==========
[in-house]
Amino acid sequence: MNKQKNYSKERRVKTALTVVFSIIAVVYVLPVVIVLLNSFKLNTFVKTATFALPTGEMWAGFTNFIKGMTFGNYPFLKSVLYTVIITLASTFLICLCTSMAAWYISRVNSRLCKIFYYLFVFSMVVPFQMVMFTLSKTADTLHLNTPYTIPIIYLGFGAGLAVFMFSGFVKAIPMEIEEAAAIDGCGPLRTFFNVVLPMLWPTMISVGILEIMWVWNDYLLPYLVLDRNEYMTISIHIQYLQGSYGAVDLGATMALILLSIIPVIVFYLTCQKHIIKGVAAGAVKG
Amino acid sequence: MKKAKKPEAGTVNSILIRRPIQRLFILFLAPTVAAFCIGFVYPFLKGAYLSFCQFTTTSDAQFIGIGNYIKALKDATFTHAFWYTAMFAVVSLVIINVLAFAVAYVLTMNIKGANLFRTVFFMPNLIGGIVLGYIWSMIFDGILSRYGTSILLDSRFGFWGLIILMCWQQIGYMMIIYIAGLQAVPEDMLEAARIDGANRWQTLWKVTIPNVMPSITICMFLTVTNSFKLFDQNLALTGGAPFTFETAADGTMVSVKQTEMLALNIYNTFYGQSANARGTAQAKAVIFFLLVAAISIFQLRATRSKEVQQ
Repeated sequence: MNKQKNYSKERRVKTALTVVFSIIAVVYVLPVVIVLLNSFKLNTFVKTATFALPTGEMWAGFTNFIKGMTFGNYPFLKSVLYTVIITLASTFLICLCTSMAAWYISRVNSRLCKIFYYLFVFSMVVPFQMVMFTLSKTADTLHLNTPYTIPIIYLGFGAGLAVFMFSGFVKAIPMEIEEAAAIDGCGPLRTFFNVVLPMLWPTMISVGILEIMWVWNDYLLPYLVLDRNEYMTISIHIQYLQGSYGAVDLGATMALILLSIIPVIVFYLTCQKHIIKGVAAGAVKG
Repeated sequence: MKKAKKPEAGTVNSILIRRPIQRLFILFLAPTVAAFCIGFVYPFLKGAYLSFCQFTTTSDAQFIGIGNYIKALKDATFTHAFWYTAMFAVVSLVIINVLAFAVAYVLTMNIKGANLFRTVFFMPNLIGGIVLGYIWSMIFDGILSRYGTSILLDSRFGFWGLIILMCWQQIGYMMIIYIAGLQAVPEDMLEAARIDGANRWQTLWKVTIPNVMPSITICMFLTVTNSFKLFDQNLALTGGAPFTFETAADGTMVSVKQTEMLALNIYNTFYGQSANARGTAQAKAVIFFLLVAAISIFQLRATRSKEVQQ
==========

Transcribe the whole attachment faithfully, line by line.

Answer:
[in-house]
Amino acid sequence: MNKQKNYSKERRVKTALTVVFSIIAVVYVLPVVIVLLNSFKLNTFVKTATFALPTGEMWAGFTNFIKGMTFGNYPFLKSVLYTVIITLASTFLICLCTSMAAWYISRVNSRLCKIFYYLFVFSMVVPFQMVMFTLSKTADTLHLNTPYTIPIIYLGFGAGLAVFMFSGFVKAIPMEIEEAAAIDGCGPLRTFFNVVLPMLWPTMISVGILEIMWVWNDYLLPYLVLDRNEYMTISIHIQYLQGSYGAVDLGATMALILLSIIPVIVFYLTCQKHIIKGVAAGAVKG
Amino acid sequence: MKKAKKPEAGTVNSILIRRPIQRLFILFLAPTVAAFCIGFVYPFLKGAYLSFCQFTTTSDAQFIGIGNYIKALKDATFTHAFWYTAMFAVVSLVIINVLAFAVAYVLTMNIKGANLFRTVFFMPNLIGGIVLGYIWSMIFDGILSRYGTSILLDSRFGFWGLIILMCWQQIGYMMIIYIAGLQAVPEDMLEAARIDGANRWQTLWKVTIPNVMPSITICMFLTVTNSFKLFDQNLALTGGAPFTFETAADGTMVSVKQTEMLALNIYNTFYGQSANARGTAQAKAVIFFLLVAAISIFQLRATRSKEVQQ
Repeated sequence: MNKQKNYSKERRVKTALTVVFSIIAVVYVLPVVIVLLNSFKLNTFVKTATFALPTGEMWAGFTNFIKGMTFGNYPFLKSVLYTVIITLASTFLICLCTSMAAWYISRVNSRLCKIFYYLFVFSMVVPFQMVMFTLSKTADTLHLNTPYTIPIIYLGFGAGLAVFMFSGFVKAIPMEIEEAAAIDGCGPLRTFFNVVLPMLWPTMISVGILEIMWVWNDYLLPYLVLDRNEYMTISIHIQYLQGSYGAVDLGATMALILLSIIPVIVFYLTCQKHIIKGVAAGAVKG
Repeated sequence: MKKAKKPEAGTVNSILIRRPIQRLFILFLAPTVAAFCIGFVYPFLKGAYLSFCQFTTTSDAQFIGIGNYIKALKDATFTHAFWYTAMFAVVSLVIINVLAFAVAYVLTMNIKGANLFRTVFFMPNLIGGIVLGYIWSMIFDGILSRYGTSILLDSRFGFWGLIILMCWQQIGYMMIIYIAGLQAVPEDMLEAARIDGANRWQTLWKVTIPNVMPSITICMFLTVTNSFKLFDQNLALTGGAPFTFETAADGTMVSVKQTEMLALNIYNTFYGQSANARGTAQAKAVIFFLLVAAISIFQLRATRSKEVQQ